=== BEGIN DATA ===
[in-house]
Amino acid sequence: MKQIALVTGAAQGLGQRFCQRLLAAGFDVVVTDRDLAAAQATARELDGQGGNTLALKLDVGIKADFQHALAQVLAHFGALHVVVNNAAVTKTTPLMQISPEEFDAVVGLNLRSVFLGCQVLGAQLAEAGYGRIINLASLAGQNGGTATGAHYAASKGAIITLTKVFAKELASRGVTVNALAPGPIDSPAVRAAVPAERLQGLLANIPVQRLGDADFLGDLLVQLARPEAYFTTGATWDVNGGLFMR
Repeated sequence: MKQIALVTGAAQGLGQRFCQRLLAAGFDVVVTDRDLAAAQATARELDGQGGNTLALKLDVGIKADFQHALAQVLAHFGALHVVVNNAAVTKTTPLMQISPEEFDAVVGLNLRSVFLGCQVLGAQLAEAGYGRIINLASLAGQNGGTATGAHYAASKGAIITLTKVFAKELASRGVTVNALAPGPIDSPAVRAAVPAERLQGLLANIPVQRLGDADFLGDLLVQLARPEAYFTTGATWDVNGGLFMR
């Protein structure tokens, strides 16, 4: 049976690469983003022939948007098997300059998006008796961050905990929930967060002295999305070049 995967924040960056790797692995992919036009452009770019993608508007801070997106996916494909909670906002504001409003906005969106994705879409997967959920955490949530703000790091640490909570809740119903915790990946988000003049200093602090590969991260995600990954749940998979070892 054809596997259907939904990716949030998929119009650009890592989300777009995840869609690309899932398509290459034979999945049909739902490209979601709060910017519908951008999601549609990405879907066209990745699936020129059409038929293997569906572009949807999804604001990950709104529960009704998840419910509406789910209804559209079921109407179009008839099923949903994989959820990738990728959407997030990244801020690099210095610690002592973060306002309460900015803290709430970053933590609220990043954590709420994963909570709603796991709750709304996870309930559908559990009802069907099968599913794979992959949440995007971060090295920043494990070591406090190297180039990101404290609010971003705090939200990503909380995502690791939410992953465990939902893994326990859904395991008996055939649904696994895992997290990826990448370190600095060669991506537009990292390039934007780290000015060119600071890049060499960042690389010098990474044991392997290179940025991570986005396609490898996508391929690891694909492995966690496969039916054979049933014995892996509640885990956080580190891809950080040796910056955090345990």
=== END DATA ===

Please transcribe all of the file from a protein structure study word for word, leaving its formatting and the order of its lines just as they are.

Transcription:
[in-house]
Amino acid sequence: MKQIALVTGAAQGLGQRFCQRLLAAGFDVVVTDRDLAAAQATARELDGQGGNTLALKLDVGIKADFQHALAQVLAHFGALHVVVNNAAVTKTTPLMQISPEEFDAVVGLNLRSVFLGCQVLGAQLAEAGYGRIINLASLAGQNGGTATGAHYAASKGAIITLTKVFAKELASRGVTVNALAPGPIDSPAVRAAVPAERLQGLLANIPVQRLGDADFLGDLLVQLARPEAYFTTGATWDVNGGLFMR
Repeated sequence: MKQIALVTGAAQGLGQRFCQRLLAAGFDVVVTDRDLAAAQATARELDGQGGNTLALKLDVGIKADFQHALAQVLAHFGALHVVVNNAAVTKTTPLMQISPEEFDAVVGLNLRSVFLGCQVLGAQLAEAGYGRIINLASLAGQNGGTATGAHYAASKGAIITLTKVFAKELASRGVTVNALAPGPIDSPAVRAAVPAERLQGLLANIPVQRLGDADFLGDLLVQLARPEAYFTTGATWDVNGGLFMR
């Protein structure tokens, strides 16, 4: 049976690469983003022939948007098997300059998006008796961050905990929930967060002295999305070049 995967924040960056790797692995992919036009452009770019993608508007801070997106996916494909909670906002504001409003906005969106994705879409997967959920955490949530703000790091640490909570809740119903915790990946988000003049200093602090590969991260995600990954749940998979070892 054809596997259907939904990716949030998929119009650009890592989300777009995840869609690309899932398509290459034979999945049909739902490209979601709060910017519908951008999601549609990405879907066209990745699936020129059409038929293997569906572009949807999804604001990950709104529960009704998840419910509406789910209804559209079921109407179009008839099923949903994989959820990738990728959407997030990244801020690099210095610690002592973060306002309460900015803290709430970053933590609220990043954590709420994963909570709603796991709750709304996870309930559908559990009802069907099968599913794979992959949440995007971060090295920043494990070591406090190297180039990101404290609010971003705090939200990503909380995502690791939410992953465990939902893994326990859904395991008996055939649904696994895992997290990826990448370190600095060669991506537009990292390039934007780290000015060119600071890049060499960042690389010098990474044991392997290179940025991570986005396609490898996508391929690891694909492995966690496969039916054979049933014995892996509640885990956080580190891809950080040796910056955090345990």